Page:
The Disappearance of Dorothy Arnold, one of New York’s strangest mysteries

PODCAST The mysterious disappearance of a young woman becomes one of the most talked-about events over one hundred years ago. The young socialite Dorothy Arnold seemingly led a charmed and privileged life. The niece of a Supreme Court justice, Dorothy was the belle of 1900s New York, an attractive and vibrant young woman living on … Continue reading The Disappearance of Dorothy Arnold, one of New York’s strangest mysteries

The Bowery Boys official podcast sponsors and a list of offer codes

We’ve had a lot of terrific sponsors on our show who provide extra offers for our listeners. You can help the Bowery Boys by checking these out yourself and using the offer codes they provide when you make a purchase. Every time you use one of these codes confirms that you heard their spot on our show. … Continue reading The Bowery Boys official podcast sponsors and a list of offer codes

PODCAST REWIND: Remembering the original Pennsylvania Station

PODCAST The story of Pennsylvania Station involves more than just nostalgia for the long-gone temple of transportation as designed by the great McKim, Mead and White. It’s a tale of incredible tunnels, political haggling and big visions. Find out why the original Penn Station was built to look so classical, why it was then torn … Continue reading PODCAST REWIND: Remembering the original Pennsylvania Station

In Chinatown, A Poignant Reminder of the 1882 Chinese Exclusion Act

New York had no significant Asian population in 1880 outside of those who lived on a handful of small streets east of the Five Points neighborhood. Primarily focused around Mott Street, the first Chinese residents were businessmen and laborers, mostly men, close knit by design. Accurate population figures are hazy, but between 800 and 2,000 Chinese … Continue reading In Chinatown, A Poignant Reminder of the 1882 Chinese Exclusion Act

The tale of the Cotton Club: “The Aristocrat of Harlem”

PODCAST The musical story of the Cotton Club, the most famous (and infamous) nightclub of the Jazz Age.   The Cotton Club, Harlem’s most prominent nightclub during the Prohibiton era, delivered some of the greatest music legends of the Jazz Age — Duke Ellington, Cab Calloway, Fletcher Henderson, Ethel Waters, the Nicolas Brothers.  Some of the most iconic songs … Continue reading The tale of the Cotton Club: “The Aristocrat of Harlem”

History in the Making 5/10: After the Riot Edition

The Astor Place Riot erupted onto the streets outside the Astor Place Opera House on this date in 1849.  (You can listen to the thrilling details in our podcast on the subject from 2014.)  The opera house didn’t last much longer and was turned Clinton Hall, site of the New York Mercantile Library. Here are a … Continue reading History in the Making 5/10: After the Riot Edition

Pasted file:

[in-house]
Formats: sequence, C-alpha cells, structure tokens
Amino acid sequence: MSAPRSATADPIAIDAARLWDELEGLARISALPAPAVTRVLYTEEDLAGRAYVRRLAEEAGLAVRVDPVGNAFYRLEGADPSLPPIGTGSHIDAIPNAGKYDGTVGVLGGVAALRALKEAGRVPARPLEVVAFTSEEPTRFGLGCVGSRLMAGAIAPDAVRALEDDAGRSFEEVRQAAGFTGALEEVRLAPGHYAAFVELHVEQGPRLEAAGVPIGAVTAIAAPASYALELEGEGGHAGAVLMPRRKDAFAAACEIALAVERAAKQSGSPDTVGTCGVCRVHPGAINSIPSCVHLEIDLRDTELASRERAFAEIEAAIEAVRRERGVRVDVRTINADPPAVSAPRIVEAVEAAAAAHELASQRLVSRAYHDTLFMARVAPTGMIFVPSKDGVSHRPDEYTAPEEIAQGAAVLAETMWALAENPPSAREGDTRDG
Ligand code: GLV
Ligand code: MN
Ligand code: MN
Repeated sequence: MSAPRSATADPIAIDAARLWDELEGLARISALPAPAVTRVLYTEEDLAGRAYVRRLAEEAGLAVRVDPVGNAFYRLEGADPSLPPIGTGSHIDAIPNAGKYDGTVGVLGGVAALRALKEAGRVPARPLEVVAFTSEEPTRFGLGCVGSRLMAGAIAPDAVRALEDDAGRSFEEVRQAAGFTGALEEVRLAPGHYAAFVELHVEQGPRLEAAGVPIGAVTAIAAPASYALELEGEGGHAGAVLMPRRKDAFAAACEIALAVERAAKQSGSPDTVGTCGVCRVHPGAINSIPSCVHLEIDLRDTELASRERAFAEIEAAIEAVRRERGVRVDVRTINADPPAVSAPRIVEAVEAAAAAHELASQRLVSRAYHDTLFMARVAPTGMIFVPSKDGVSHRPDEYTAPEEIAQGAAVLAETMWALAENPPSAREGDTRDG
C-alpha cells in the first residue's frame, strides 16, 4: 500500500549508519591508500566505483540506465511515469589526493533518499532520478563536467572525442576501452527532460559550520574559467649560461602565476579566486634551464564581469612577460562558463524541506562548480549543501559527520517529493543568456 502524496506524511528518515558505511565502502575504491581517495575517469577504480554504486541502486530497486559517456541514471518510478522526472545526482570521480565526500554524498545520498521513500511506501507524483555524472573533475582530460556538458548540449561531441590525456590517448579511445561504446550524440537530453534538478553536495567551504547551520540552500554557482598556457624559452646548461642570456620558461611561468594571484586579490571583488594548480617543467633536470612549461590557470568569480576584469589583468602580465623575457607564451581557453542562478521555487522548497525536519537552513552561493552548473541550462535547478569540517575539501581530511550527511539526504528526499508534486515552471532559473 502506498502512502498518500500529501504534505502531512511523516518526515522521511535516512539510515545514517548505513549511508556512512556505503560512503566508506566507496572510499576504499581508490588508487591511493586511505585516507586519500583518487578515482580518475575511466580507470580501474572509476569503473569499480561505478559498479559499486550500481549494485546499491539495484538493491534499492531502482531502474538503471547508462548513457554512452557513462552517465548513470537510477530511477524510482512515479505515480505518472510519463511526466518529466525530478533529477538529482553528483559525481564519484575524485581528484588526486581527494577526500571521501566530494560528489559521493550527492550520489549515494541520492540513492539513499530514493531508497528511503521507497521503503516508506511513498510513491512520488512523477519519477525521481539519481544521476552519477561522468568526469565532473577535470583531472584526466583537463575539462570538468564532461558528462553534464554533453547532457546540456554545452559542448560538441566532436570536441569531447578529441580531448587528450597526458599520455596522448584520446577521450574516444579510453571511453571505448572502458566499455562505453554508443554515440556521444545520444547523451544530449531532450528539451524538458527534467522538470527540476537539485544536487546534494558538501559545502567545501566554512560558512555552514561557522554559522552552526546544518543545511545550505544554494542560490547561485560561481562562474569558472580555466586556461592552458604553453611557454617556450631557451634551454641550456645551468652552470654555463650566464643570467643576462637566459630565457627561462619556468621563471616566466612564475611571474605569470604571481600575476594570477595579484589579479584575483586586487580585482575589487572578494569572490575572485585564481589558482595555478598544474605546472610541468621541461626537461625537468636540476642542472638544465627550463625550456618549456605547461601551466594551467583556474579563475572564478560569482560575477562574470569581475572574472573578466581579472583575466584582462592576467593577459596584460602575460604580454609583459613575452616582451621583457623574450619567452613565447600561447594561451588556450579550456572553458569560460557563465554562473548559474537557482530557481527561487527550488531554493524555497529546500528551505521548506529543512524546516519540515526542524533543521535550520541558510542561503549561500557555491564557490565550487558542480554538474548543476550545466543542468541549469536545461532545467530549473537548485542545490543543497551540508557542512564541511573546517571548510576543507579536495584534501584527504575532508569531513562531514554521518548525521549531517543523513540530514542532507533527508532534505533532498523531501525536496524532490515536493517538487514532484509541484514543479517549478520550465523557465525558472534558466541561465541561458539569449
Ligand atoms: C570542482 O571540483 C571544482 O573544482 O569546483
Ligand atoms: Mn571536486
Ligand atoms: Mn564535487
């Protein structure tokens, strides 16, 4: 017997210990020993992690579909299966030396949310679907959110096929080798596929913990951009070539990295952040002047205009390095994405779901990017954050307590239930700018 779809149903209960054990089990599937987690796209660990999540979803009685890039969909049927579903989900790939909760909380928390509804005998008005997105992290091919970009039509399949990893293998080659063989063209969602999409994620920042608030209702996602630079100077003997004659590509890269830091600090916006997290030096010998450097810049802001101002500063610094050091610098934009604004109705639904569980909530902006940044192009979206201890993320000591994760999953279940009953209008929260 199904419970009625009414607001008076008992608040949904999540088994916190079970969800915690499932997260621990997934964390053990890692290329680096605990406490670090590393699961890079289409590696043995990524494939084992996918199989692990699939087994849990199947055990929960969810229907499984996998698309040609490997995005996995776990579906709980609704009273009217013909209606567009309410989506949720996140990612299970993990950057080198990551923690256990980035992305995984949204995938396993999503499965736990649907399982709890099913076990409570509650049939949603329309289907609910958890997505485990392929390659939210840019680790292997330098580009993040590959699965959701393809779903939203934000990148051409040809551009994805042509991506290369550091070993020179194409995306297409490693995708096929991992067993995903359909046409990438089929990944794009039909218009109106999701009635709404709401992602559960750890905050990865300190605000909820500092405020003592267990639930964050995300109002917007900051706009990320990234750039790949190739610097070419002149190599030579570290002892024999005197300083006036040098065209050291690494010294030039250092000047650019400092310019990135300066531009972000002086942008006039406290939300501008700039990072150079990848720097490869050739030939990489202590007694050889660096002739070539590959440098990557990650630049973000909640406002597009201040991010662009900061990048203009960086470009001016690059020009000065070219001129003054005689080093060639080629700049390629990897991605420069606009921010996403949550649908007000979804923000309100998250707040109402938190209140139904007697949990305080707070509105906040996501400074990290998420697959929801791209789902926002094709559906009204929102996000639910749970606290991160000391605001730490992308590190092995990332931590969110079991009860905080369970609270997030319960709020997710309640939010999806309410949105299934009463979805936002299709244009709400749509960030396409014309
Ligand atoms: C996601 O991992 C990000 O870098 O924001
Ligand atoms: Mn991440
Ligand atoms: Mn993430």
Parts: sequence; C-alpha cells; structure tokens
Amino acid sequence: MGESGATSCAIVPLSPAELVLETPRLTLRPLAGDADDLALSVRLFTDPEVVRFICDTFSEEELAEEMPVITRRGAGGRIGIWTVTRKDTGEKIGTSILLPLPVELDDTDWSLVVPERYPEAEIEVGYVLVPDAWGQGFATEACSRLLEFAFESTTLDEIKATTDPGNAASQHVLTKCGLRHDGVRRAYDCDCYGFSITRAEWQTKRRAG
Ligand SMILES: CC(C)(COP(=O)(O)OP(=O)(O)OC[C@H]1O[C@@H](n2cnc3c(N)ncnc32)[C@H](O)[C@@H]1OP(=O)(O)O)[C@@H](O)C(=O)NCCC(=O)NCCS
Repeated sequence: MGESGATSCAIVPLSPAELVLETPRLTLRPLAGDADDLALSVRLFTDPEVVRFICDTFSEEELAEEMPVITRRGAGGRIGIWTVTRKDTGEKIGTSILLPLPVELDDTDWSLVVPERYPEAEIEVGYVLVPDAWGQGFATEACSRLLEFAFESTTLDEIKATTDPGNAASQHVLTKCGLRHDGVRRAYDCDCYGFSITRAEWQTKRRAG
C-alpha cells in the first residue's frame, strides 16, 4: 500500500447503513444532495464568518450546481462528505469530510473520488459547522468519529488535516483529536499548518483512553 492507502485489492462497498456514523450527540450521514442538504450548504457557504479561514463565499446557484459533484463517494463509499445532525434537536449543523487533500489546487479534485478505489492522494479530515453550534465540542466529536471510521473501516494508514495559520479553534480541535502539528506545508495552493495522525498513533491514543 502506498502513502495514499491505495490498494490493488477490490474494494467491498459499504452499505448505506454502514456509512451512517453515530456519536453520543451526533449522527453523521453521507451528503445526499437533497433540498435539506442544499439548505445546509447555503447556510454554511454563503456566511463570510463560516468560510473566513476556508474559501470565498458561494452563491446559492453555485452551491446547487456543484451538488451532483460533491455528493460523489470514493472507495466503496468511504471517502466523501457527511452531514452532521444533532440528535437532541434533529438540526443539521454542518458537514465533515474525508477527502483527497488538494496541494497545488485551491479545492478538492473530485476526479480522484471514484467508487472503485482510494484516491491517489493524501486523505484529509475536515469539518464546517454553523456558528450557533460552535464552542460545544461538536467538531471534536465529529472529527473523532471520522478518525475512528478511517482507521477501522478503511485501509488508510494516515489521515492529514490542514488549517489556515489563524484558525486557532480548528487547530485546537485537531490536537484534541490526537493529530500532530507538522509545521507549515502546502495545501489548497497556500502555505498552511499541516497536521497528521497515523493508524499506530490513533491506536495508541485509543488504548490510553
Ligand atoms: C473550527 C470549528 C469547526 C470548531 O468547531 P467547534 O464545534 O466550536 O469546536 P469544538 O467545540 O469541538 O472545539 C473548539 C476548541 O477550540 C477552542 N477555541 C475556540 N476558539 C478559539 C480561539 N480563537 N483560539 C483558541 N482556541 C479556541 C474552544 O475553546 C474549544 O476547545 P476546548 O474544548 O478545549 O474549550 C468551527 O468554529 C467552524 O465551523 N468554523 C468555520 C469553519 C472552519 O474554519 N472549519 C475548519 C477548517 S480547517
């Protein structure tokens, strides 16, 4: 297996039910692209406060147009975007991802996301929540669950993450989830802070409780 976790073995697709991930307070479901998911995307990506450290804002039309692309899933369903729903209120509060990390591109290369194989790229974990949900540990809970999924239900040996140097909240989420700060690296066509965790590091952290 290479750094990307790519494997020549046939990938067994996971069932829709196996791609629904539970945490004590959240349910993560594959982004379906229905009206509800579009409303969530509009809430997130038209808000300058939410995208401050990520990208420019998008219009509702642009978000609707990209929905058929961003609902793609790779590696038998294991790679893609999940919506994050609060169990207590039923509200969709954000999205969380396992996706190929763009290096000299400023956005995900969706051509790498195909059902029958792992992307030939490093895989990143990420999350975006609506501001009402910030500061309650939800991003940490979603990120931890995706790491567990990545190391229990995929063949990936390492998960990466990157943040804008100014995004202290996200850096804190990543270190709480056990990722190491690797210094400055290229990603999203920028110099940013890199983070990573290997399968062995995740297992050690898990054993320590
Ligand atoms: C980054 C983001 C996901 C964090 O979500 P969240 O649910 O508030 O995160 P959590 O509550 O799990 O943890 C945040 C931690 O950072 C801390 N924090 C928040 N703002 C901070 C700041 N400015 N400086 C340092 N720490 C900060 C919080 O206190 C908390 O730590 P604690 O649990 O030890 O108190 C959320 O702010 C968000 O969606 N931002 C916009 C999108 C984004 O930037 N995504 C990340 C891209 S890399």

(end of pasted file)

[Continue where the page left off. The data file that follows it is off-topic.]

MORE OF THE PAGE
PODCAST REWIND: Wrath of the Whyos, vicious gang of New York

The Whyos (pronounced Why-Ohs) were New York’s most notorious gang after the Civil War, organizing their criminal activities and terrorizing law abiding citizens of the Gilded Age. Find out when they lived, how they broke the law and who they were — from Googie Corcoran to Dandy Johnny, as well as two particularly notable guys … Continue reading PODCAST REWIND: Wrath of the Whyos, vicious gang of New York

“My dear Stanford…” Letters from Tesla at the New York Public Library

Here’s a little inside look on some of the fun stuff that we sometimes get to do while researching a podcast: Tom headed over to the New York Public Library while researching our show on Nikola Tesla and got the opportunity to looking into the library’s rich trove of original documents from the Manuscripts and … Continue reading “My dear Stanford…” Letters from Tesla at the New York Public Library

Jane Jacobs, born 100 years ago today! Celebrate with a weekend walk.

Jane Butzner was born 100 years ago in Scranton, Pennsylvania.  Jane Jacobs died on April 25, 2006, in Toronto, Canada. But for much of her life in between, she changed the way people thought about cities from her perch in North America’s largest — New York City. Jane Jacobs was a revolutionary thinker in an age where … Continue reading Jane Jacobs, born 100 years ago today! Celebrate with a weekend walk.

The Boss Tweed connection to St. Sava, the cathedral destroyed by fire

New York City lost a very interesting landmark this past weekend. Serbian Orthodox Cathedral of St. Sava, at West 25th and Broadway, was destroyed in a spectacular and mysterious four-alarm fire on Sunday, its windows shattered in shafts of flame, its ceiling reduced to cinders. If you’re a podcast listener, you may know this place … Continue reading The Boss Tweed connection to St. Sava, the cathedral destroyed by fire